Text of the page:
Keyboard, touchpad and shortcut keys
The Pixel's keyboard is in keeping with the minimalist theme of the device, with white lowercase lettering on black keys that are set around 3mm apart. This space is just right, as typing on the keyboard is pleasant and effortless.
Despite being very simplistic, the keyboard's travel is excellent and it is one of the best keyboards we've used for a while. Typing on a Google Docs spreadsheet, for example, is enjoyable compared to many other laptops we've tested, as the Pixel's keys are evenly spaced and allow for fluid finger movement. The keys' surface texture is also smooth so your fingers glide from one key to the next, but the keys are not so glossy that they slip and cause loss of precision. Better still, the keyboard has a backlight that auto adjusts based on ambient light, which is great for typing in low-light conditions.
As you'd expect, the Pixel's keyboard is accompanied by a touchpad for cursor commands. Google boasts that this touchpad is made from etched glass "honed using a laser microscope" to ensure that it feels smooth and is responsive to commands. We'll have to agree with Google on this one. We're not usually a fan of multi-touch gesture touchpads, but it is responsive to commands, making the cursor easy to control, and feels exceptionally smooth to the touch.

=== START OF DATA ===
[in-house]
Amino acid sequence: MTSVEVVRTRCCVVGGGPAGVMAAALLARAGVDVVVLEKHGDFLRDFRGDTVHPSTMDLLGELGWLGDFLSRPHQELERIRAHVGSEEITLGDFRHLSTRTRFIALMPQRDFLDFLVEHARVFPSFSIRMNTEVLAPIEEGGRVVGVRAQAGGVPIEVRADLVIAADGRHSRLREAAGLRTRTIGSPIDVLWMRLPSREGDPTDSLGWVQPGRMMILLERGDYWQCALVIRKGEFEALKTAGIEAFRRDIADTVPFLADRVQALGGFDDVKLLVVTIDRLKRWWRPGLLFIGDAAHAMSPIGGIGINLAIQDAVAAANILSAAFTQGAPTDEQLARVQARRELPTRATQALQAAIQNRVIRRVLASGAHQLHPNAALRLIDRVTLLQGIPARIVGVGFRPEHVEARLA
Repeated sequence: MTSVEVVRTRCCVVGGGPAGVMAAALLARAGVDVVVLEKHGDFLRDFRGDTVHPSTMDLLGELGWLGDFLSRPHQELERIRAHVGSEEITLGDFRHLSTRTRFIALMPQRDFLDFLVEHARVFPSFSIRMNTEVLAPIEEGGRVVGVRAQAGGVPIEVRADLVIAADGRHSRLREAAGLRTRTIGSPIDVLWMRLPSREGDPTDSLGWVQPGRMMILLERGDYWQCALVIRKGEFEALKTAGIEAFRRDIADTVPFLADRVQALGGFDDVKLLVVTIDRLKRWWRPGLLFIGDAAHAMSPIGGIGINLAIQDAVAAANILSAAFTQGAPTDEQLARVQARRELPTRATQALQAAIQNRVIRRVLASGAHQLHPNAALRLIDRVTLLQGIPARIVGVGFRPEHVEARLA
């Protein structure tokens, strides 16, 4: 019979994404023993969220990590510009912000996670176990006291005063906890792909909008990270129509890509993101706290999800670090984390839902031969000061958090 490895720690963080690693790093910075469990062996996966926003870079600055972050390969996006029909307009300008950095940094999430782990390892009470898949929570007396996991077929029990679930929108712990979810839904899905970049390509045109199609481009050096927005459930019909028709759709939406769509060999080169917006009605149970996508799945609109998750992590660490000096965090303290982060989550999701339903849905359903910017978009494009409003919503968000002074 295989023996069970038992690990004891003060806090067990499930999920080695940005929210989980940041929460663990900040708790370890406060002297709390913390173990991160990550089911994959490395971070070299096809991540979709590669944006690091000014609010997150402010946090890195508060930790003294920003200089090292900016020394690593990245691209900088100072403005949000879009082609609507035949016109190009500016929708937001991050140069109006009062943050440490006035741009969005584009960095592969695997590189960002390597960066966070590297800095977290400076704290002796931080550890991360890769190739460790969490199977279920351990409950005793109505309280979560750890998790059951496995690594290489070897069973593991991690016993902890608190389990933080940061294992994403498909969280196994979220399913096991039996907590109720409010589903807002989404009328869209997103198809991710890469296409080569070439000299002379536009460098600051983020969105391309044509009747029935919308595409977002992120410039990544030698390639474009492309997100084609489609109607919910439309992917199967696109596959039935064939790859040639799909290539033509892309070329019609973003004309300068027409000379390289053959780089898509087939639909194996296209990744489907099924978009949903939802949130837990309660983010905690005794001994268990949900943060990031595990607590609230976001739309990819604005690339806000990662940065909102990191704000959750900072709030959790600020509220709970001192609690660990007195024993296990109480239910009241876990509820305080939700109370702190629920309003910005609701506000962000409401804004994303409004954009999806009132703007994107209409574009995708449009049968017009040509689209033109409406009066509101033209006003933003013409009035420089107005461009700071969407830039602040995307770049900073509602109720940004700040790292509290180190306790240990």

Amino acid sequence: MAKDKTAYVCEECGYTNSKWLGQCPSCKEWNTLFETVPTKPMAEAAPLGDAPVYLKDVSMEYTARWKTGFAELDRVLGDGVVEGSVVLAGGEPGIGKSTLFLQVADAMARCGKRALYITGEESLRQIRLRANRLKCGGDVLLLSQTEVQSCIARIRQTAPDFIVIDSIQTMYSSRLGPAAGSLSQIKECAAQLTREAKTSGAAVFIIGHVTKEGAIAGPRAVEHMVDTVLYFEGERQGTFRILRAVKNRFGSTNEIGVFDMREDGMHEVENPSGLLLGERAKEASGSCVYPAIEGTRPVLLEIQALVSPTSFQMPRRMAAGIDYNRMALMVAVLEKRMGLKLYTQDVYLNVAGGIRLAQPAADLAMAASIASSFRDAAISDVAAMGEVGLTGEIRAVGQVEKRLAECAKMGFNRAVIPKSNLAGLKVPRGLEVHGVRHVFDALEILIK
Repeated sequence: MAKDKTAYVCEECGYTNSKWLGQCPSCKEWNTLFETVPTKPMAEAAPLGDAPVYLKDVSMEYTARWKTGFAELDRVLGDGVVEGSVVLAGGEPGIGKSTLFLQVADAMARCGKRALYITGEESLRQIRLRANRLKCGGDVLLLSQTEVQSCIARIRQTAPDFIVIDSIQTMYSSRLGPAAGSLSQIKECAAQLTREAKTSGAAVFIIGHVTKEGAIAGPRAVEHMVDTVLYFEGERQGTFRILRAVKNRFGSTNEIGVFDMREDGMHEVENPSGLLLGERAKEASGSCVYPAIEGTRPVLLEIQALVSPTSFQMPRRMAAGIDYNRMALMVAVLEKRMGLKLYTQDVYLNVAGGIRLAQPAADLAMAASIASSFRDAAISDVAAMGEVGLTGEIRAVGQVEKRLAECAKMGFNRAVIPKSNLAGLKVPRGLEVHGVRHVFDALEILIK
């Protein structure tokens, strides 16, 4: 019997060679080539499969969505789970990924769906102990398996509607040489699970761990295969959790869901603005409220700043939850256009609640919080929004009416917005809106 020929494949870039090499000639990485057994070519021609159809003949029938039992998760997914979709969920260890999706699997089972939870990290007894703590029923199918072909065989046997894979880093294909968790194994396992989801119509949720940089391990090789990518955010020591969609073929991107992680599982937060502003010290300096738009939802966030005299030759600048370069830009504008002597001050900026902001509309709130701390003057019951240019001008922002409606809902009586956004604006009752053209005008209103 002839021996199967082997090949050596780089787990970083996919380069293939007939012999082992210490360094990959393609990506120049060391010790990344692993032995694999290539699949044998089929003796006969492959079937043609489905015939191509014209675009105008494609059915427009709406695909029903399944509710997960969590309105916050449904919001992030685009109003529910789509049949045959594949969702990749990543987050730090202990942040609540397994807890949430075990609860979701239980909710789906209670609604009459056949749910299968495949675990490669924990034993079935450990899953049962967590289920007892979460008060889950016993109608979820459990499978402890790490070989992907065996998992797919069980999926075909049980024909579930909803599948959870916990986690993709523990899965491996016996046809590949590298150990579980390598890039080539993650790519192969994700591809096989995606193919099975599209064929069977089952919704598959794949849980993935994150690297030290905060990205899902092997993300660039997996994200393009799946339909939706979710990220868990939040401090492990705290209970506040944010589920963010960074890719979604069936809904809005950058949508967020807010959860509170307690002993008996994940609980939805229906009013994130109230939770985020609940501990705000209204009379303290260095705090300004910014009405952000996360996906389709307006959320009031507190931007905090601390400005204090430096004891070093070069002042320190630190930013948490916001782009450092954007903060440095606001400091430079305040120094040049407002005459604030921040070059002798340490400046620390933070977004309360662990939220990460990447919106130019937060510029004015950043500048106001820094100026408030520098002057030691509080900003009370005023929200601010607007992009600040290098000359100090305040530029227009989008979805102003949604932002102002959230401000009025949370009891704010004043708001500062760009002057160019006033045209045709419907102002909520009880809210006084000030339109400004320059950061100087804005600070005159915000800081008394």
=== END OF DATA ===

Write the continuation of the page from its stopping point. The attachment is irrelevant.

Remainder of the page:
During our time with the Pixel, there was one thing that we didn't like about the keyboard and that was the lack of a Delete key. Though it's not really a problem for those used to Apple Macbooks, as they too don't feature this particular key, those moving from Windows laptops to the Pixel might find it rather frustrating. It does however have a backspace key, so deleting a letter where the text cursor lies means you'll have to move in front of it and delete it with a backspace. This isn't a major problem though, as most people will get used to it, so perhaps we're just being picky.
Running across the top of keyboard is an assortment of shortcut keys to control variable settings on a web page, such as back, forward, refresh and restore, as well as more general commands such as tab selection, brightness, volume and power settings. These all work as you'd expect, and provide quick means to control basic configurations.
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